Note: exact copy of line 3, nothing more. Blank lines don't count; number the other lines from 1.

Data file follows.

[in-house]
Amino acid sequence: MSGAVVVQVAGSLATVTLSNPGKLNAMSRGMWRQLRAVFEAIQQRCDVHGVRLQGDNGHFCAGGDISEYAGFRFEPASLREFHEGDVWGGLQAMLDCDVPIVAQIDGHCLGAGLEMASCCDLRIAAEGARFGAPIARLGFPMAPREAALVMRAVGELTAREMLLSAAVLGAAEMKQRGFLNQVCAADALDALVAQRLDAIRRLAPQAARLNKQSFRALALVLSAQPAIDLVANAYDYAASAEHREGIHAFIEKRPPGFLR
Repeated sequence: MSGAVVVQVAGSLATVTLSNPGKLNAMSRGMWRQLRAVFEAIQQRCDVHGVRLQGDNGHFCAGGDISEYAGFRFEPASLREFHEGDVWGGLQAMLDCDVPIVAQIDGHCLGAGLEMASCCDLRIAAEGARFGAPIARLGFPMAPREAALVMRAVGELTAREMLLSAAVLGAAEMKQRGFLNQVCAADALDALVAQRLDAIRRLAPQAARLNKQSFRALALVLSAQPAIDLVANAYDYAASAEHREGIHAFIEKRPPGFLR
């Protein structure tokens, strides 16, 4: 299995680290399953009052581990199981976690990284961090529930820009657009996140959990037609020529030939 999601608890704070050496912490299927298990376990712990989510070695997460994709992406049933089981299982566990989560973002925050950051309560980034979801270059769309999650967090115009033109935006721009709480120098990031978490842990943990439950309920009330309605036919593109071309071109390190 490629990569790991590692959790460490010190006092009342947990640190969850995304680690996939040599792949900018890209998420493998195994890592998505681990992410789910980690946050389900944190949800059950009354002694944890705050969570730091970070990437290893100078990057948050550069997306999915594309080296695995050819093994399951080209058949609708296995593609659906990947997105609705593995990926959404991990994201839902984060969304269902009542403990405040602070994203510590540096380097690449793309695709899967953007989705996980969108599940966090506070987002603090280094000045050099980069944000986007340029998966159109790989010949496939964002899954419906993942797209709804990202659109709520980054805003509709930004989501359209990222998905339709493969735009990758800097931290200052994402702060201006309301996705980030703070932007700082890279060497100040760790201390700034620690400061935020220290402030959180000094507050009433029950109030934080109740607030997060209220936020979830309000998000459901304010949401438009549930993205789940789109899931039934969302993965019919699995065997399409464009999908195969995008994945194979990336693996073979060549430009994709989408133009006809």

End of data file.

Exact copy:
Repeated sequence: MSGAVVVQVAGSLATVTLSNPGKLNAMSRGMWRQLRAVFEAIQQRCDVHGVRLQGDNGHFCAGGDISEYAGFRFEPASLREFHEGDVWGGLQAMLDCDVPIVAQIDGHCLGAGLEMASCCDLRIAAEGARFGAPIARLGFPMAPREAALVMRAVGELTAREMLLSAAVLGAAEMKQRGFLNQVCAADALDALVAQRLDAIRRLAPQAARLNKQSFRALALVLSAQPAIDLVANAYDYAASAEHREGIHAFIEKRPPGFLR